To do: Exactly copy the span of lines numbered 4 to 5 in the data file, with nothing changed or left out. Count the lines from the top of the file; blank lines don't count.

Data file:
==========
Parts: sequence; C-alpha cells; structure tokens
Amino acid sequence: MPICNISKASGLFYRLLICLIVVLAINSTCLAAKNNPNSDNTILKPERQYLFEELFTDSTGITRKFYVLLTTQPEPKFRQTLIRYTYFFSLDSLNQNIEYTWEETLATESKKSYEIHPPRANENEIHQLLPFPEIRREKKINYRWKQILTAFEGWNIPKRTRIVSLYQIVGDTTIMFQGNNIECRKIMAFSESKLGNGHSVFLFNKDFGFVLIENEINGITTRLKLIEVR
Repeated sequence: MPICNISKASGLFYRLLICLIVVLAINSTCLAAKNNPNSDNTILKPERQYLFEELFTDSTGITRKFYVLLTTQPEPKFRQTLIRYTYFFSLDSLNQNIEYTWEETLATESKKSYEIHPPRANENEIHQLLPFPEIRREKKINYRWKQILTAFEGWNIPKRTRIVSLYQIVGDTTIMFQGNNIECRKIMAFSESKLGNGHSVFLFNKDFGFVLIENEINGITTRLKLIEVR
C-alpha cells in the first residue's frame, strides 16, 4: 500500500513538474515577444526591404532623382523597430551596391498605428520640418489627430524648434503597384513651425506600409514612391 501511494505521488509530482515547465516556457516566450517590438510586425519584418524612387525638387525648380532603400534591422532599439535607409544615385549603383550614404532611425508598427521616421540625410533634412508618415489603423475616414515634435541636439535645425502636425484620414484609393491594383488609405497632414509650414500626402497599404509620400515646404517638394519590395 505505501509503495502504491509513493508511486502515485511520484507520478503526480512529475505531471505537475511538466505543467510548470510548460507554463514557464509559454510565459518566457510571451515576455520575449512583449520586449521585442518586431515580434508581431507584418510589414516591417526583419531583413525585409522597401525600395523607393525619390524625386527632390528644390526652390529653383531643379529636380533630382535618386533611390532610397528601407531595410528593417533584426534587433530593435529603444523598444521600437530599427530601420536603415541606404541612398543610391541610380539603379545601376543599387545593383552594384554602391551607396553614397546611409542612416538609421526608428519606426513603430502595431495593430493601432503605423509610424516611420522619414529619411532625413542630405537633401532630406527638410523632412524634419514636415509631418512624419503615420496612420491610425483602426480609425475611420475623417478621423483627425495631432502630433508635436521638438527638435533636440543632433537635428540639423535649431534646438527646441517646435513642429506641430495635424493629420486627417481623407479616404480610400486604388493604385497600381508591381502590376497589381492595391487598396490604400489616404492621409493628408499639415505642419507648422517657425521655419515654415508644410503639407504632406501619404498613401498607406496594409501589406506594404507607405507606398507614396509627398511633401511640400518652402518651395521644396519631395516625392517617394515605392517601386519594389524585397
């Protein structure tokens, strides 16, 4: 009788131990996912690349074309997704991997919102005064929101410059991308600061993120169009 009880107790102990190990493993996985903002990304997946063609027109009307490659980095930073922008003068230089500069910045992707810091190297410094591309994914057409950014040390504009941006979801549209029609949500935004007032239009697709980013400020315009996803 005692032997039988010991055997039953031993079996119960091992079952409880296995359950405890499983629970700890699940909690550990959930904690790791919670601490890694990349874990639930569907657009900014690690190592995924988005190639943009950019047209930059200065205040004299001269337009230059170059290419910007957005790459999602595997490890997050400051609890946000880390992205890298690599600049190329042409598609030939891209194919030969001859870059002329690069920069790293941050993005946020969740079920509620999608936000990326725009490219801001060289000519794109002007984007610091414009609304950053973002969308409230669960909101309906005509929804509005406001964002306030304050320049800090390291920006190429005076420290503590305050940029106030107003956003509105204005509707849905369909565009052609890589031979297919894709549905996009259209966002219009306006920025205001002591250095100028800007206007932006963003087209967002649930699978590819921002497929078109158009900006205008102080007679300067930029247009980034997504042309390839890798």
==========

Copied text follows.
C-alpha cells in the first residue's frame, strides 16, 4: 500500500513538474515577444526591404532623382523597430551596391498605428520640418489627430524648434503597384513651425506600409514612391 501511494505521488509530482515547465516556457516566450517590438510586425519584418524612387525638387525648380532603400534591422532599439535607409544615385549603383550614404532611425508598427521616421540625410533634412508618415489603423475616414515634435541636439535645425502636425484620414484609393491594383488609405497632414509650414500626402497599404509620400515646404517638394519590395 505505501509503495502504491509513493508511486502515485511520484507520478503526480512529475505531471505537475511538466505543467510548470510548460507554463514557464509559454510565459518566457510571451515576455520575449512583449520586449521585442518586431515580434508581431507584418510589414516591417526583419531583413525585409522597401525600395523607393525619390524625386527632390528644390526652390529653383531643379529636380533630382535618386533611390532610397528601407531595410528593417533584426534587433530593435529603444523598444521600437530599427530601420536603415541606404541612398543610391541610380539603379545601376543599387545593383552594384554602391551607396553614397546611409542612416538609421526608428519606426513603430502595431495593430493601432503605423509610424516611420522619414529619411532625413542630405537633401532630406527638410523632412524634419514636415509631418512624419503615420496612420491610425483602426480609425475611420475623417478621423483627425495631432502630433508635436521638438527638435533636440543632433537635428540639423535649431534646438527646441517646435513642429506641430495635424493629420486627417481623407479616404480610400486604388493604385497600381508591381502590376497589381492595391487598396490604400489616404492621409493628408499639415505642419507648422517657425521655419515654415508644410503639407504632406501619404498613401498607406496594409501589406506594404507607405507606398507614396509627398511633401511640400518652402518651395521644396519631395516625392517617394515605392517601386519594389524585397
């Protein structure tokens, strides 16, 4: 009788131990996912690349074309997704991997919102005064929101410059991308600061993120169009 009880107790102990190990493993996985903002990304997946063609027109009307490659980095930073922008003068230089500069910045992707810091190297410094591309994914057409950014040390504009941006979801549209029609949500935004007032239009697709980013400020315009996803 005692032997039988010991055997039953031993079996119960091992079952409880296995359950405890499983629970700890699940909690550990959930904690790791919670601490890694990349874990639930569907657009900014690690190592995924988005190639943009950019047209930059200065205040004299001269337009230059170059290419910007957005790459999602595997490890997050400051609890946000880390992205890298690599600049190329042409598609030939891209194919030969001859870059002329690069920069790293941050993005946020969740079920509620999608936000990326725009490219801001060289000519794109002007984007610091414009609304950053973002969308409230669960909101309906005509929804509005406001964002306030304050320049800090390291920006190429005076420290503590305050940029106030107003956003509105204005509707849905369909565009052609890589031979297919894709549905996009259209966002219009306006920025205001002591250095100028800007206007932006963003087209967002649930699978590819921002497929078109158009900006205008102080007679300067930029247009980034997504042309390839890798």